The Iskra was a political newspaper established in Russia in December of 1900, used primarily to promote the cause of the Russian Social Democratic Labor Party (RSDLP). It was managed originally by Vladimir Lenin, and would serve him well as he sought to revitalize the socialist movement in Russia and form his “proletarian vanguard”.

The idea for the paper was conceived by Lenin during his Siberian exile in 1899 after becoming aware of a societal shift happening in Russian during his absence. The shift Lenin saw happening in the minds of the Russian people was away from ideas of revolutionary change and toward a slow, progressive, change. The proletarian revolutionary cause was being marginalized by the influence of leaders like Bernstein and Lenin thought something had to be done to stop it from being completely abandoned. His answer to Bernstein and his followers was creating the Iskra, an underground political newspaper that would distribute nation-wide to revive the movement toward socialism. Through the paper Lenin would give new life to the revolutionary movement and lay the groundwork for creating the revolutionary avant-garde party of the proletarian struggle that he talked about in his essay What Is to Be Done?

One of Lenin’s close partners in managing the Iskra was Julius Martov whom he recruited early on in the project. Martov would prove to be invaluable at rallying support for the cause and stirring up the population to take part in the conspiratorial activities of the movement. Together, Lenin and Martov were able to mobilize a great number of the population to support the Iskra and its initiatives. They turned people away from the teachings of Bernstein and from the ideas of “local patriotism” and “economism” and towards identification with the revolutionary cause and the plight of the proletarian class.

The agents of the Iskra would procure fake passports for travel, leave any place of employment they had held previously, live off of party funds, and move about the country spreading the message of socialism. These men and women were seen through heroic lenses by the followers of the cause for the sacrifices they made both of their material possessions and livelihood, but also to their physical well-being (agents sometimes went for long periods of time without food or adequate shelter). Their role was in many ways romanticized as being the true revolutionary lifestyle. This idea was lent a great deal of credence when Lenin himself said that “in order to become this political force [vanguard party] in the eyes of outsiders, much persistent and stubborn work is required to raise our own consciousness, initiative, and energy…for this, it is not sufficient to stick the label “vanguard” on rearguard theory and practice”. In establishing the Iskra, Lenin was seeking to create a spirit of abandonment to the cause of revolution in the people of Russia and in that endeavor he was largely successful.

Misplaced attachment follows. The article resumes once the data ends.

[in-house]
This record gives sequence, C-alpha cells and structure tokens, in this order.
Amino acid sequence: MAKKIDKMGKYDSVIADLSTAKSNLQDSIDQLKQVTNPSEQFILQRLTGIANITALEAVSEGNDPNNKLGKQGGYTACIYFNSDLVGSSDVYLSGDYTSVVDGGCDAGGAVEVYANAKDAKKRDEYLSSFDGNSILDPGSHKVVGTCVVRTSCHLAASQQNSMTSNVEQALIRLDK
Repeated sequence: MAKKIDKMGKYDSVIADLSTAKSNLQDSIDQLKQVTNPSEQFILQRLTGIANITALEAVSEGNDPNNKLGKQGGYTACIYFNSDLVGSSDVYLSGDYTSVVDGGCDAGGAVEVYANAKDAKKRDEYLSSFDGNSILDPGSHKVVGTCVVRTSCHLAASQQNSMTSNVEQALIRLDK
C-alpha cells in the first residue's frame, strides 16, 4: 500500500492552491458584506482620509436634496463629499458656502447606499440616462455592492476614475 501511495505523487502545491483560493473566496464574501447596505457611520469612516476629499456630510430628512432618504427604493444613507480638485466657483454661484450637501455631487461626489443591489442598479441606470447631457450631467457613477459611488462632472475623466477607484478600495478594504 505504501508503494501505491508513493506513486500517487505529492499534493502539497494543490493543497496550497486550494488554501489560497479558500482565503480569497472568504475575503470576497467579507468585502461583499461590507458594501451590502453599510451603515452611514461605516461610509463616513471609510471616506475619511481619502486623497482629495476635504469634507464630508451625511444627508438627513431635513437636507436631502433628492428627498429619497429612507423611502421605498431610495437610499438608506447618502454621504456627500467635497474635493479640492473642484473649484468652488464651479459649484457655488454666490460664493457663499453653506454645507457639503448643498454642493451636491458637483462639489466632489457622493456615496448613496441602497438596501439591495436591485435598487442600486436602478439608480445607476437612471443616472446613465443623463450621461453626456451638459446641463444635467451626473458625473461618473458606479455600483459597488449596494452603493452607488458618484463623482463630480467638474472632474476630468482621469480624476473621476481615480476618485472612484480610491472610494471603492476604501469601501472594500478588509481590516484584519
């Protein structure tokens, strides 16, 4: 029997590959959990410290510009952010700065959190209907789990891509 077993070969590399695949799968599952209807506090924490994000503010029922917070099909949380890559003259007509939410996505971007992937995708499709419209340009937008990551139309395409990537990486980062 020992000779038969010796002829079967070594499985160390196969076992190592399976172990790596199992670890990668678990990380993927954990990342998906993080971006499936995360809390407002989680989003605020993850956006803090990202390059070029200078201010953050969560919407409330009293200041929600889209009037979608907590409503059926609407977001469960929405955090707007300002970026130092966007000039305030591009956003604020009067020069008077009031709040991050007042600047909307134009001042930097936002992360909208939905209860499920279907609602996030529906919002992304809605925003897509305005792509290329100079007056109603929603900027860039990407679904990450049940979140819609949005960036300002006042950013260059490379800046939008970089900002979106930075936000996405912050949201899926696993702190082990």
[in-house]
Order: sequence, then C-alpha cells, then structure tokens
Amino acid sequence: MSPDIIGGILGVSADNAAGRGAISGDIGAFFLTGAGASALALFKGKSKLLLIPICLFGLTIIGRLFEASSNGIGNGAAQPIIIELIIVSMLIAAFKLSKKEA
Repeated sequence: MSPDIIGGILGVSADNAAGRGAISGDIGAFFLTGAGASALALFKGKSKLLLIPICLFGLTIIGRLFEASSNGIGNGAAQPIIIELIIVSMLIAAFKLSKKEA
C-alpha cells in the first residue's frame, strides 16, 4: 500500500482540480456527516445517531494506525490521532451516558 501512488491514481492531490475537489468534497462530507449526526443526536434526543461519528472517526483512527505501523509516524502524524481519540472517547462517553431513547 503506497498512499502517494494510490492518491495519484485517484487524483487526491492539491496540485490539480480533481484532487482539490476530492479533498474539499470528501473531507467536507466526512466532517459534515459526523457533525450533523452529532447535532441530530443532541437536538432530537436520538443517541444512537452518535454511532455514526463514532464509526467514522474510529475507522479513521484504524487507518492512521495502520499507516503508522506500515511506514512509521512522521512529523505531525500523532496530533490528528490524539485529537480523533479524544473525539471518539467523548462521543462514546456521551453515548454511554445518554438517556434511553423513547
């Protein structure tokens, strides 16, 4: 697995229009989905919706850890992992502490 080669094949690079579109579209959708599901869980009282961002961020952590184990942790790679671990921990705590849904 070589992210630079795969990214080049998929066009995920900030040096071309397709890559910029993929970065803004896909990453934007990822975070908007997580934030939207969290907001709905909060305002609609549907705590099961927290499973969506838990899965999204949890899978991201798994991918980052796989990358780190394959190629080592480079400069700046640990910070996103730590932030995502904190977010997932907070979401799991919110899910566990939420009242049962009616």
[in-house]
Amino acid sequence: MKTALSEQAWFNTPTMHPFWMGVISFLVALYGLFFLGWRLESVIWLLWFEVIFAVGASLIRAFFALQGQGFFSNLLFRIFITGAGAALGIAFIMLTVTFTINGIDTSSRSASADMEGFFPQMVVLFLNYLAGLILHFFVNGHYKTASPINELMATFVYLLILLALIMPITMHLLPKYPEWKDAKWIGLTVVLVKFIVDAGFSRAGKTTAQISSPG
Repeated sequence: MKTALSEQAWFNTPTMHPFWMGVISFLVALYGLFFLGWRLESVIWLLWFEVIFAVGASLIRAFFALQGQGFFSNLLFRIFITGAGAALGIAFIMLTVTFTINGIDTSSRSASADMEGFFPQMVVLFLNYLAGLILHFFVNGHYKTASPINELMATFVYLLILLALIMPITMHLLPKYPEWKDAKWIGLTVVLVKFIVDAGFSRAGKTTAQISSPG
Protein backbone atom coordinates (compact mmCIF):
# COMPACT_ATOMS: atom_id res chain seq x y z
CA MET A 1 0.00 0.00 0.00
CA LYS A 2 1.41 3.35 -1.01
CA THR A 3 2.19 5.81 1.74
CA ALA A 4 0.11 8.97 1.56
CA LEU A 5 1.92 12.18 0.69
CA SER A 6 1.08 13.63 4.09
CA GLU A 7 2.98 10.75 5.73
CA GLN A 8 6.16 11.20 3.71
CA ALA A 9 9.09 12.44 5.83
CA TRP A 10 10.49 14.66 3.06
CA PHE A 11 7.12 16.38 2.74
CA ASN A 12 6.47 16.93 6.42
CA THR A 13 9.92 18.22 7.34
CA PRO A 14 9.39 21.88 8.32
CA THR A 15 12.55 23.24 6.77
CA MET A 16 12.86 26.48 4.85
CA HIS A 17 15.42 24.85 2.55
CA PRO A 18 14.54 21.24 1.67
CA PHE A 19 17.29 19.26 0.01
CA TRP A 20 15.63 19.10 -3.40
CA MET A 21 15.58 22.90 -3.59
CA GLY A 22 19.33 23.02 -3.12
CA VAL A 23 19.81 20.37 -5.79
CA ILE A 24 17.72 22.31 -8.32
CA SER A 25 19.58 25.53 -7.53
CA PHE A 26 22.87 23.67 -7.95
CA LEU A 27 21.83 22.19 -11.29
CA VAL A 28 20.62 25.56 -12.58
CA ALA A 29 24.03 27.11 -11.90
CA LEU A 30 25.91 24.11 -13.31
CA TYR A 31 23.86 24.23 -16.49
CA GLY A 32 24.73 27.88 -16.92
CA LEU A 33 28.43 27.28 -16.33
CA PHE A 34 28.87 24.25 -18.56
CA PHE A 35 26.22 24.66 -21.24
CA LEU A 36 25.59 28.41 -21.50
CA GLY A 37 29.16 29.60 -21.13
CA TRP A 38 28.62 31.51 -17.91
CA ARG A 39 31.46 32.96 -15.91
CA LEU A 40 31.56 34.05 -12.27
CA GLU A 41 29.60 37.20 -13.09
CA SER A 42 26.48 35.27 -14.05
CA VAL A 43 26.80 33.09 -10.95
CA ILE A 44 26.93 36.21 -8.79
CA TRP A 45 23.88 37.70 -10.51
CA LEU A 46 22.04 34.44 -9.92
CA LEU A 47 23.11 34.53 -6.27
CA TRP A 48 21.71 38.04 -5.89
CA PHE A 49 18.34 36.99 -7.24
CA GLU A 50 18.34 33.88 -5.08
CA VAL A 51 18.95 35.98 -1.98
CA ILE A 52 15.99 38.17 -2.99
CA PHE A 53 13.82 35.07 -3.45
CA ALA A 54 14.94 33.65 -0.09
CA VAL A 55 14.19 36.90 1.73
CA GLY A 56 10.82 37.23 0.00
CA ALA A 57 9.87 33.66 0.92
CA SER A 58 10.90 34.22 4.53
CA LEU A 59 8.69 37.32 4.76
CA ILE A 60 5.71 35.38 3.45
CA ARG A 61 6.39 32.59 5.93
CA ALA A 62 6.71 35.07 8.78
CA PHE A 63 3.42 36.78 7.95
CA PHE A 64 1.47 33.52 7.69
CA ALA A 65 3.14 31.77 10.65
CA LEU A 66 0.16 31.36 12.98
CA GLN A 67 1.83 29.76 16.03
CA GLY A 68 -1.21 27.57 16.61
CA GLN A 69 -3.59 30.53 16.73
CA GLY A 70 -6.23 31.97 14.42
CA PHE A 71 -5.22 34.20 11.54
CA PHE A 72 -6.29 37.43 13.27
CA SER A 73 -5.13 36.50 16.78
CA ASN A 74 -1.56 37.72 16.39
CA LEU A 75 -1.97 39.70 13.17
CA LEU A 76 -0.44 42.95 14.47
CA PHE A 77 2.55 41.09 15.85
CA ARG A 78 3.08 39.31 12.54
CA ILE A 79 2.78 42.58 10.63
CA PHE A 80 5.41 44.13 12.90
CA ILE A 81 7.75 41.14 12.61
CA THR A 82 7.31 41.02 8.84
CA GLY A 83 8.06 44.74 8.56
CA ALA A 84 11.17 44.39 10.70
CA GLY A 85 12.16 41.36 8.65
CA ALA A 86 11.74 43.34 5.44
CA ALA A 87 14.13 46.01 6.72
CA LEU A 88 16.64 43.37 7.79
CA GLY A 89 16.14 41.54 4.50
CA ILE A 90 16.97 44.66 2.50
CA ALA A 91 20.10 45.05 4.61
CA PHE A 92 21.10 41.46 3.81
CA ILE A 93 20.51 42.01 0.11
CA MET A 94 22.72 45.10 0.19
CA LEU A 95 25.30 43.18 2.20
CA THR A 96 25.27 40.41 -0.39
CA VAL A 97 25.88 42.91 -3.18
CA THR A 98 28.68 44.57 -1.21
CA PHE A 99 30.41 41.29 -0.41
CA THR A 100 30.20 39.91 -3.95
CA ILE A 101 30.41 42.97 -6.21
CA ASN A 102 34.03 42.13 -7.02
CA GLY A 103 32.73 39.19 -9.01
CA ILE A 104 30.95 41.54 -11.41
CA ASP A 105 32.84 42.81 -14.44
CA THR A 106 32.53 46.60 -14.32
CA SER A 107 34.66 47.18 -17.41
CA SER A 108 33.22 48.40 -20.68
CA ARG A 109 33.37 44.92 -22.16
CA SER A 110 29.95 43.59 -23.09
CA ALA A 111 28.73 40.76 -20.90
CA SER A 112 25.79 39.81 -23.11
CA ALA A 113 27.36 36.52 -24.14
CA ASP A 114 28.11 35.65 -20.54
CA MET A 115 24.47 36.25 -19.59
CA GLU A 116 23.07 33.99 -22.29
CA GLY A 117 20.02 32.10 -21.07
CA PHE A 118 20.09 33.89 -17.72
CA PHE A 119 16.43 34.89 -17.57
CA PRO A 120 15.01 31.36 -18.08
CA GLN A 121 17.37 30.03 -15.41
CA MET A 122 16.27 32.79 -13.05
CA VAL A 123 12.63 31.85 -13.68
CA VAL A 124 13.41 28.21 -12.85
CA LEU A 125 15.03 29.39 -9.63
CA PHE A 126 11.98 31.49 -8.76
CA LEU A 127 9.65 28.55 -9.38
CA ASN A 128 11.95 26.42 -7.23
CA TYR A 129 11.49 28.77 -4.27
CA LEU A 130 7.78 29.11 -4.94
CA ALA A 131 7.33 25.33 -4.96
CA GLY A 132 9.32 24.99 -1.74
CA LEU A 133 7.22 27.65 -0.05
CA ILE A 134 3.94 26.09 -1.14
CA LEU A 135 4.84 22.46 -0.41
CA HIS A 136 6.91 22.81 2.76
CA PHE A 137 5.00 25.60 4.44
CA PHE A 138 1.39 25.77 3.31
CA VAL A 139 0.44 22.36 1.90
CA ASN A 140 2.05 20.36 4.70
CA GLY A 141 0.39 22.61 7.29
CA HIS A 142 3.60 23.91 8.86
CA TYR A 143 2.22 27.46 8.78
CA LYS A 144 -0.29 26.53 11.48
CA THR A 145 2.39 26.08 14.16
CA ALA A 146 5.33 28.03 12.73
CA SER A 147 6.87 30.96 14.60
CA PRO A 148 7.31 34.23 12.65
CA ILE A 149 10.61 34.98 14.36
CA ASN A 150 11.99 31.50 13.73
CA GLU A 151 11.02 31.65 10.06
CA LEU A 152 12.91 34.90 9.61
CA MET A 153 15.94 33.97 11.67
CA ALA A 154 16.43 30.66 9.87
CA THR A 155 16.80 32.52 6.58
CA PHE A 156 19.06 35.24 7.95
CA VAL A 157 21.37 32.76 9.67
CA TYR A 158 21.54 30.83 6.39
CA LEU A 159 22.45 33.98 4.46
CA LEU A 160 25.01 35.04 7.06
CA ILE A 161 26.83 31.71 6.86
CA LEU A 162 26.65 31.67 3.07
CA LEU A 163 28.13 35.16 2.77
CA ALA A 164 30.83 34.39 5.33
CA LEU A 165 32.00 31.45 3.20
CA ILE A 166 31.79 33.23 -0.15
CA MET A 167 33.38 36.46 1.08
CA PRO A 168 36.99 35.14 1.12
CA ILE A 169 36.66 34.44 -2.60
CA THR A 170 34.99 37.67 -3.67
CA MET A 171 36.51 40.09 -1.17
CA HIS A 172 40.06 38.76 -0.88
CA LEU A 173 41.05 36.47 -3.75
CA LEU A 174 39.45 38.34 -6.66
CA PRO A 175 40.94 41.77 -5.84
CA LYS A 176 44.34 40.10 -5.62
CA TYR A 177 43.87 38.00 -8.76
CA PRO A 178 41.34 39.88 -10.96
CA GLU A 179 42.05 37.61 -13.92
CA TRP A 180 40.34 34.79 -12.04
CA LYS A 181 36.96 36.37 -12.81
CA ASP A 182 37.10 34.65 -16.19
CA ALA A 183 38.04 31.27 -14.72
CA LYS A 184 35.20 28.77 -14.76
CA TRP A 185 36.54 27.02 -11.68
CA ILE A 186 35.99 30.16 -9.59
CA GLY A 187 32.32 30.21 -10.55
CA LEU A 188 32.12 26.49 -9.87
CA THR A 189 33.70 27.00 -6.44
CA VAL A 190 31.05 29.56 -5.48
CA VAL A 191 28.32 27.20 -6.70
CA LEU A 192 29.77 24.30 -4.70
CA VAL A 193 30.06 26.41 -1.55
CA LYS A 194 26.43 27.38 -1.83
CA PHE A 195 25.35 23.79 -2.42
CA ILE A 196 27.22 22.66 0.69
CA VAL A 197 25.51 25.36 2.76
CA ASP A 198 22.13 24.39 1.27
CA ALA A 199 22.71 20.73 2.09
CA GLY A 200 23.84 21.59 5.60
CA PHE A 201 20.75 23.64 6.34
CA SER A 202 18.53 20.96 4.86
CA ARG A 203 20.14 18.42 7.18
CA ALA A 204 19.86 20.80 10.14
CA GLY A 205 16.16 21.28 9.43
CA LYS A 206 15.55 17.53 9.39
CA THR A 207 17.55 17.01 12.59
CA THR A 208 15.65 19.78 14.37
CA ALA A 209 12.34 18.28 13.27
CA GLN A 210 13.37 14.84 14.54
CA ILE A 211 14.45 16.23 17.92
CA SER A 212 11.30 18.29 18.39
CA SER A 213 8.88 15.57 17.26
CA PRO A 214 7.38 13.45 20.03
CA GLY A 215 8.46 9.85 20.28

Lenin’s vision would prove to be too strong for some of the other members of the Iskra staff though, and following the split of the Russian Social Democratic Labor Party at the Second Party Congress in 1903, Lenin would resign his place on the staff. The official reason for his resignation was over his suggestion to reduce the editorial board of the paper to three people (himself, Julius Martov, and Georgi Plekhanov), but the actual reasons had roots in the ideologies of the men on the Iskra staff. Lenin was possibly too much of a revolutionary for many of the other men. Trotsky would describe Lenin in his autobiography as “hard”, in reference to his commitment to the revolution at all costs, whereas others such as Martov, although a Bolshevik himself, he would call “soft”. Lenin was simply on another level of revolutionary than others were.

The Iskra would subsequently fall under the leadership of the Mensheviks and would be published by Plekhanov until 1905, but without the help of Lenin. The paper served Lenin’s purpose for the time he was in control of it though, as evidenced by many of its staff going on to be part of the Bolshevik Revolution of 1917.

Further ReadingEdit

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